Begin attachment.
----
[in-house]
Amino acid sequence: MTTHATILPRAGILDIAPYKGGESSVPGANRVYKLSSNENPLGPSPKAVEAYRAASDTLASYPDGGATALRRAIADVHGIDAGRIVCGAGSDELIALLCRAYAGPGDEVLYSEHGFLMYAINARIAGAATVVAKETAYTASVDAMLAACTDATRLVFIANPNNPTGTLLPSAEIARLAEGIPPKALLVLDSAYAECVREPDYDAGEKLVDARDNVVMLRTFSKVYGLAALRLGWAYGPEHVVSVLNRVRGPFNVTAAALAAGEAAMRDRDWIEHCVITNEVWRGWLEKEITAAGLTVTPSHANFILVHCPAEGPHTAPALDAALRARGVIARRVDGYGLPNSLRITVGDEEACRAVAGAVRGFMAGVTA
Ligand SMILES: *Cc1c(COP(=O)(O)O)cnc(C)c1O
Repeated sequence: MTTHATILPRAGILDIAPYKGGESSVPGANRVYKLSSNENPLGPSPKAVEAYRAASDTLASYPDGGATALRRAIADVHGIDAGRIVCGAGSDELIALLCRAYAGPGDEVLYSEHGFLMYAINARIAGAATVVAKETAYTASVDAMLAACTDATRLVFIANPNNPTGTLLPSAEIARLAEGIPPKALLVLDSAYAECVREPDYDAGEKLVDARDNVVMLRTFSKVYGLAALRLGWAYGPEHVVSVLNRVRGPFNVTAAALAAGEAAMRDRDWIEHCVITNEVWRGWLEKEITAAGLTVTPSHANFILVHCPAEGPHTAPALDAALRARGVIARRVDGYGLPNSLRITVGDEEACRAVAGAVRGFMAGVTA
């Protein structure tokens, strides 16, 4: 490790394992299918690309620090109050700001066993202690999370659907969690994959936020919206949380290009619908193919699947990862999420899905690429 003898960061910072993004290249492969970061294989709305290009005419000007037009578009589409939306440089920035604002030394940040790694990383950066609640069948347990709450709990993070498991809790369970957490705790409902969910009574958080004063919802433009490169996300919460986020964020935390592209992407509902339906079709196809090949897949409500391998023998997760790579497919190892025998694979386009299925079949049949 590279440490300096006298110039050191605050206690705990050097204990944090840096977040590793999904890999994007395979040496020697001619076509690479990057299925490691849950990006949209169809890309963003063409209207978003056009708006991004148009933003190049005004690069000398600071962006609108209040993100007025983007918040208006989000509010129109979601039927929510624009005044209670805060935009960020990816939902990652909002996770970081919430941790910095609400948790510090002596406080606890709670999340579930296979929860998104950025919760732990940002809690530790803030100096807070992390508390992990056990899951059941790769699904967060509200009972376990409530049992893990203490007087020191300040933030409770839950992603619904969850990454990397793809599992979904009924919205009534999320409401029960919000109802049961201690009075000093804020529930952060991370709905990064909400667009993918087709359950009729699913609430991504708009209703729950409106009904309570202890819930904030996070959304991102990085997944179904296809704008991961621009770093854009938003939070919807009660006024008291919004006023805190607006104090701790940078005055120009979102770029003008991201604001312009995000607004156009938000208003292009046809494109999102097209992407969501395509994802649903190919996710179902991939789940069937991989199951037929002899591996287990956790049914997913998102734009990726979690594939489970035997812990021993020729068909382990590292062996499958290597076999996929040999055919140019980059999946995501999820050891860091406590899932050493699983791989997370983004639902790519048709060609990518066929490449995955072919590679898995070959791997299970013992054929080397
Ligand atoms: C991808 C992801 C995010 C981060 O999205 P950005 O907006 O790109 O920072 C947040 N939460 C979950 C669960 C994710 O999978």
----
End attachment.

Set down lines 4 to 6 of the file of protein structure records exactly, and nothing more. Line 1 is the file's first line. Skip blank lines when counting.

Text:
Repeated sequence: MTTHATILPRAGILDIAPYKGGESSVPGANRVYKLSSNENPLGPSPKAVEAYRAASDTLASYPDGGATALRRAIADVHGIDAGRIVCGAGSDELIALLCRAYAGPGDEVLYSEHGFLMYAINARIAGAATVVAKETAYTASVDAMLAACTDATRLVFIANPNNPTGTLLPSAEIARLAEGIPPKALLVLDSAYAECVREPDYDAGEKLVDARDNVVMLRTFSKVYGLAALRLGWAYGPEHVVSVLNRVRGPFNVTAAALAAGEAAMRDRDWIEHCVITNEVWRGWLEKEITAAGLTVTPSHANFILVHCPAEGPHTAPALDAALRARGVIARRVDGYGLPNSLRITVGDEEACRAVAGAVRGFMAGVTA
């Protein structure tokens, strides 16, 4: 490790394992299918690309620090109050700001066993202690999370659907969690994959936020919206949380290009619908193919699947990862999420899905690429 003898960061910072993004290249492969970061294989709305290009005419000007037009578009589409939306440089920035604002030394940040790694990383950066609640069948347990709450709990993070498991809790369970957490705790409902969910009574958080004063919802433009490169996300919460986020964020935390592209992407509902339906079709196809090949897949409500391998023998997760790579497919190892025998694979386009299925079949049949 590279440490300096006298110039050191605050206690705990050097204990944090840096977040590793999904890999994007395979040496020697001619076509690479990057299925490691849950990006949209169809890309963003063409209207978003056009708006991004148009933003190049005004690069000398600071962006609108209040993100007025983007918040208006989000509010129109979601039927929510624009005044209670805060935009960020990816939902990652909002996770970081919430941790910095609400948790510090002596406080606890709670999340579930296979929860998104950025919760732990940002809690530790803030100096807070992390508390992990056990899951059941790769699904967060509200009972376990409530049992893990203490007087020191300040933030409770839950992603619904969850990454990397793809599992979904009924919205009534999320409401029960919000109802049961201690009075000093804020529930952060991370709905990064909400667009993918087709359950009729699913609430991504708009209703729950409106009904309570202890819930904030996070959304991102990085997944179904296809704008991961621009770093854009938003939070919807009660006024008291919004006023805190607006104090701790940078005055120009979102770029003008991201604001312009995000607004156009938000208003292009046809494109999102097209992407969501395509994802649903190919996710179902991939789940069937991989199951037929002899591996287990956790049914997913998102734009990726979690594939489970035997812990021993020729068909382990590292062996499958290597076999996929040999055919140019980059999946995501999820050891860091406590899932050493699983791989997370983004639902790519048709060609990518066929490449995955072919590679898995070959791997299970013992054929080397
Ligand atoms: C991808 C992801 C995010 C981060 O999205 P950005 O907006 O790109 O920072 C947040 N939460 C979950 C669960 C994710 O999978």